Apple to ensure use of Address Book data requires explicit permission


5 Aug 2011
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After last week’s privacy debacle over iOS apps being allowed to access and shunt Address Book data without explicit user permission, Apple faced pressure from U.S. legislators as well. The primary contention of both bloggers and lawmakers is that the offending apps in blatant violation of Apple’s app policies, managed to pass through the stringent App Store vetting process – indicating the company had some idea about what was going on, without stopping it.

A letter addressed to CEO Tim Cook from two U.S. senators, referring to last week’s blog post by Dustin Curtis that highlighted the Address Book privacy issue, asked Apple to make clear its developer guidelines and the app approval process. Apple has until February 29 to respond to the letter.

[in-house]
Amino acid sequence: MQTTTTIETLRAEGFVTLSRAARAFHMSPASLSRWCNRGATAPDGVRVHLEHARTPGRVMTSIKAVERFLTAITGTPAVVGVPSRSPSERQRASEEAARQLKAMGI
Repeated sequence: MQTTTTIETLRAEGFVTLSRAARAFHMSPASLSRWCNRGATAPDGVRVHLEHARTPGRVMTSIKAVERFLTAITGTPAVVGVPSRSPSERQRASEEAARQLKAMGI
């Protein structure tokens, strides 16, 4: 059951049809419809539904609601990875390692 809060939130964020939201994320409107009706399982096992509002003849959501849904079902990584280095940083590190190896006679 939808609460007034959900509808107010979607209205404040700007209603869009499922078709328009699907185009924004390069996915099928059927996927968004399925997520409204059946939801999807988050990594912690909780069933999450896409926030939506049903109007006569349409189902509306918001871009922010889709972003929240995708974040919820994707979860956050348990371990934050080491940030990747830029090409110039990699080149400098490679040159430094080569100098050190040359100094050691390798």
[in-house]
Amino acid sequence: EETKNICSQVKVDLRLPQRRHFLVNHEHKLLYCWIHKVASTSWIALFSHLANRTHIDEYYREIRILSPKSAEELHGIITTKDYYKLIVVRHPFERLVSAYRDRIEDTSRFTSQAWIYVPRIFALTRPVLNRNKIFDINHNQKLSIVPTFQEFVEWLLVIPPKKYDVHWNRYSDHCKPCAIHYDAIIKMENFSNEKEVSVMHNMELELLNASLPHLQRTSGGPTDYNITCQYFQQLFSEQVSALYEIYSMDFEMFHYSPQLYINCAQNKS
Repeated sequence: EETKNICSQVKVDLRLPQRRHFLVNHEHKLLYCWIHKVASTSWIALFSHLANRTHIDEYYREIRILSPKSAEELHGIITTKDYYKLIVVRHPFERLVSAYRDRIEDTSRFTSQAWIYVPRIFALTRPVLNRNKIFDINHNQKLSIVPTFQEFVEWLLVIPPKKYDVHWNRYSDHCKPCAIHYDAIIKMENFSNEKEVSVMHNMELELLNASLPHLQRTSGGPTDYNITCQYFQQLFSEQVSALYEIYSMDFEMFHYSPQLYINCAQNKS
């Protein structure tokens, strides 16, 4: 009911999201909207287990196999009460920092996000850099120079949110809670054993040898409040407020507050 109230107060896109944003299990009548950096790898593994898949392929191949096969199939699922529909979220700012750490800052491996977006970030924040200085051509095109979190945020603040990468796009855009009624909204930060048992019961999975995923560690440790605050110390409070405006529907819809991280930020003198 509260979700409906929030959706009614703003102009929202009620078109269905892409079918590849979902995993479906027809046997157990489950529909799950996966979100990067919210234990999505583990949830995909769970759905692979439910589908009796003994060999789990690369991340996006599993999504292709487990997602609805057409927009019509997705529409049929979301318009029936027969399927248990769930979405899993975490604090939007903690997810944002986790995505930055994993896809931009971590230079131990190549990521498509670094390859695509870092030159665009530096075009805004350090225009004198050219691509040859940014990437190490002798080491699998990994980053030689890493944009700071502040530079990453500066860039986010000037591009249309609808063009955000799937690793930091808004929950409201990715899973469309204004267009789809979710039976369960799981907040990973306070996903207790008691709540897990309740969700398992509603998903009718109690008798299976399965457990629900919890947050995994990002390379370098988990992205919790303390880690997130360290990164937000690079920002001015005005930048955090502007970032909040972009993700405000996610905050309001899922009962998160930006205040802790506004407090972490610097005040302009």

Late yesterday, Apple announced that iOS apps that require Address Book data will now be forced to seek user approval at several prompts, before being able to access the data.

An Apple spokesperson commented on the issue:

"Apps that collect or transmit a user's contact data without their prior permission are in violation of our guidelines. We're working to make this even better for our customers, and as we have done with location services, any app wishing to access contact data will require explicit user approval in a future software release."

According to CNET, developers say Apple's new developer policy will not affect them too much, but that of course, apps will have to be modified to comply. In most cases, this will just be a small update. Explicit user permission will be similar to how apps ask users if they can share user data.

Source : Digit
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